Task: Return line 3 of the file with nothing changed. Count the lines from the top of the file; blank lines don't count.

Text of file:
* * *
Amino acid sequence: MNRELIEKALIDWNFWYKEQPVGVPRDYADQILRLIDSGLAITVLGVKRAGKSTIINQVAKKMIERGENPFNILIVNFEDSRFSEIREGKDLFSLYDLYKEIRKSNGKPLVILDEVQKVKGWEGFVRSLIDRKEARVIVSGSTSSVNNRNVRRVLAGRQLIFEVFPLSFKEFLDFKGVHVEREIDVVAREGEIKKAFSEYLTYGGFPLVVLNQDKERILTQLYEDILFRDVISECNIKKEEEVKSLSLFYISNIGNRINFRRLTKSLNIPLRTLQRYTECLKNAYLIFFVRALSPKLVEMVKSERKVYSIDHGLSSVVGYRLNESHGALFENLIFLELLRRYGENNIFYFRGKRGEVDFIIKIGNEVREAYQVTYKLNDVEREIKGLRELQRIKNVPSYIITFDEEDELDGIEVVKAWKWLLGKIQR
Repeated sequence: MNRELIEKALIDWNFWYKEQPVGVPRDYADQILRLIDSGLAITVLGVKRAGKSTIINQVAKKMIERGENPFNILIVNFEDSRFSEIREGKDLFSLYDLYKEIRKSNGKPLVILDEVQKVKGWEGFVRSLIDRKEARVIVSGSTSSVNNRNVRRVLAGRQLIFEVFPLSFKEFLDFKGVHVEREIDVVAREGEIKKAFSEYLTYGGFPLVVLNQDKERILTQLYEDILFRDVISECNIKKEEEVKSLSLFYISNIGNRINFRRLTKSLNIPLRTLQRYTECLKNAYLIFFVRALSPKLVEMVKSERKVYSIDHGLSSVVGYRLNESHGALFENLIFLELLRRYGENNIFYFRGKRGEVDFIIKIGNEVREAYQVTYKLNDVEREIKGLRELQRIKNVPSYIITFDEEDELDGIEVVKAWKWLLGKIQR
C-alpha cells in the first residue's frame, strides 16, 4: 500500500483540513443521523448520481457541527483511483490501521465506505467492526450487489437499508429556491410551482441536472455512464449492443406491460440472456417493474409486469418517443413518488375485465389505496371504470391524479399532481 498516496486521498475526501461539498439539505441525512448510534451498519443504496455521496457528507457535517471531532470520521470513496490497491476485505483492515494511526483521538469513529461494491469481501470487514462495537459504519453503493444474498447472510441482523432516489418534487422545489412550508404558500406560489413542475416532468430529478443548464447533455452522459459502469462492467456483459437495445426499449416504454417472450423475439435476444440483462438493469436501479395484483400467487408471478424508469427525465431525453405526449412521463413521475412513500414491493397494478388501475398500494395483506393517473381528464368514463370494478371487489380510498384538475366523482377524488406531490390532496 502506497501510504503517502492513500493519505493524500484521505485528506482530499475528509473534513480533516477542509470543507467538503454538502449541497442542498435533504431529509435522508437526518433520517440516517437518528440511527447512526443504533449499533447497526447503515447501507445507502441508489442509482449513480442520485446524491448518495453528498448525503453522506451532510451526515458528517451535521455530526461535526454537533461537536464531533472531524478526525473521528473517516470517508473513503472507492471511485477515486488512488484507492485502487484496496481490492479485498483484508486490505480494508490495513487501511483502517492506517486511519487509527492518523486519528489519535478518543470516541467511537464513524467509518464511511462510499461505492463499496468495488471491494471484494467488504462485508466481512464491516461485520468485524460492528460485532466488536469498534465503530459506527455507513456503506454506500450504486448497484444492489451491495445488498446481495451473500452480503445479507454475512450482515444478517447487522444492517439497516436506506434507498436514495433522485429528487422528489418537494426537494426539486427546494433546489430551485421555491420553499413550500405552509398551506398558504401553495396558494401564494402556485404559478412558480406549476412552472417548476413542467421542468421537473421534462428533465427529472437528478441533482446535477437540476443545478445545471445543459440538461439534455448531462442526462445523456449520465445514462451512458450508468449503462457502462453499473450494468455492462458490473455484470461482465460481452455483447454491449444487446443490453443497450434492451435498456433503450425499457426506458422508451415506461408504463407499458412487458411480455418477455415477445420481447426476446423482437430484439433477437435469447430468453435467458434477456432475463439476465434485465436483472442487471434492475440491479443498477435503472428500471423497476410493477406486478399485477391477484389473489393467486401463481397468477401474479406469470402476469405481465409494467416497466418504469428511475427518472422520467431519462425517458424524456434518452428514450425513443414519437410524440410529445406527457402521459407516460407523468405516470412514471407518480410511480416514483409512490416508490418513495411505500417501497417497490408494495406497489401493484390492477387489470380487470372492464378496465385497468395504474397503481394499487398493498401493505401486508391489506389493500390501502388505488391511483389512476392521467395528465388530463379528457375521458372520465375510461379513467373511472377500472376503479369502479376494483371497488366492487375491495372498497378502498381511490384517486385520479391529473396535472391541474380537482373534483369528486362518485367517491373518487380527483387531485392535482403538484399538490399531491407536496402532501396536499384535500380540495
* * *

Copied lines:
C-alpha cells in the first residue's frame, strides 16, 4: 500500500483540513443521523448520481457541527483511483490501521465506505467492526450487489437499508429556491410551482441536472455512464449492443406491460440472456417493474409486469418517443413518488375485465389505496371504470391524479399532481 498516496486521498475526501461539498439539505441525512448510534451498519443504496455521496457528507457535517471531532470520521470513496490497491476485505483492515494511526483521538469513529461494491469481501470487514462495537459504519453503493444474498447472510441482523432516489418534487422545489412550508404558500406560489413542475416532468430529478443548464447533455452522459459502469462492467456483459437495445426499449416504454417472450423475439435476444440483462438493469436501479395484483400467487408471478424508469427525465431525453405526449412521463413521475412513500414491493397494478388501475398500494395483506393517473381528464368514463370494478371487489380510498384538475366523482377524488406531490390532496 502506497501510504503517502492513500493519505493524500484521505485528506482530499475528509473534513480533516477542509470543507467538503454538502449541497442542498435533504431529509435522508437526518433520517440516517437518528440511527447512526443504533449499533447497526447503515447501507445507502441508489442509482449513480442520485446524491448518495453528498448525503453522506451532510451526515458528517451535521455530526461535526454537533461537536464531533472531524478526525473521528473517516470517508473513503472507492471511485477515486488512488484507492485502487484496496481490492479485498483484508486490505480494508490495513487501511483502517492506517486511519487509527492518523486519528489519535478518543470516541467511537464513524467509518464511511462510499461505492463499496468495488471491494471484494467488504462485508466481512464491516461485520468485524460492528460485532466488536469498534465503530459506527455507513456503506454506500450504486448497484444492489451491495445488498446481495451473500452480503445479507454475512450482515444478517447487522444492517439497516436506506434507498436514495433522485429528487422528489418537494426537494426539486427546494433546489430551485421555491420553499413550500405552509398551506398558504401553495396558494401564494402556485404559478412558480406549476412552472417548476413542467421542468421537473421534462428533465427529472437528478441533482446535477437540476443545478445545471445543459440538461439534455448531462442526462445523456449520465445514462451512458450508468449503462457502462453499473450494468455492462458490473455484470461482465460481452455483447454491449444487446443490453443497450434492451435498456433503450425499457426506458422508451415506461408504463407499458412487458411480455418477455415477445420481447426476446423482437430484439433477437435469447430468453435467458434477456432475463439476465434485465436483472442487471434492475440491479443498477435503472428500471423497476410493477406486478399485477391477484389473489393467486401463481397468477401474479406469470402476469405481465409494467416497466418504469428511475427518472422520467431519462425517458424524456434518452428514450425513443414519437410524440410529445406527457402521459407516460407523468405516470412514471407518480410511480416514483409512490416508490418513495411505500417501497417497490408494495406497489401493484390492477387489470380487470372492464378496465385497468395504474397503481394499487398493498401493505401486508391489506389493500390501502388505488391511483389512476392521467395528465388530463379528457375521458372520465375510461379513467373511472377500472376503479369502479376494483371497488366492487375491495372498497378502498381511490384517486385520479391529473396535472391541474380537482373534483369528486362518485367517491373518487380527483387531485392535482403538484399538490399531491407536496402532501396536499384535500380540495